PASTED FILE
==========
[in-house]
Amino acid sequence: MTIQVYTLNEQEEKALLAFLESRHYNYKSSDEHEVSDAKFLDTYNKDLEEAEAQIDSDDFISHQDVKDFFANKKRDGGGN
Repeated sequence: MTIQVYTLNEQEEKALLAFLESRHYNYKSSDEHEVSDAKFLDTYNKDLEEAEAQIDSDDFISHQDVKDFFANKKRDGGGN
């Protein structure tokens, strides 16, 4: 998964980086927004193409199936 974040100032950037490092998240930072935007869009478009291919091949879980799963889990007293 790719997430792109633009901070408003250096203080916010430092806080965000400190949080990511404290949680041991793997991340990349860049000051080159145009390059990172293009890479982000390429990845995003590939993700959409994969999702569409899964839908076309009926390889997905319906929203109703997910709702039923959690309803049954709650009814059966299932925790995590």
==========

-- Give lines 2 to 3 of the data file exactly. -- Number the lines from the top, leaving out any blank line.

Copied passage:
Amino acid sequence: MTIQVYTLNEQEEKALLAFLESRHYNYKSSDEHEVSDAKFLDTYNKDLEEAEAQIDSDDFISHQDVKDFFANKKRDGGGN
Repeated sequence: MTIQVYTLNEQEEKALLAFLESRHYNYKSSDEHEVSDAKFLDTYNKDLEEAEAQIDSDDFISHQDVKDFFANKKRDGGGN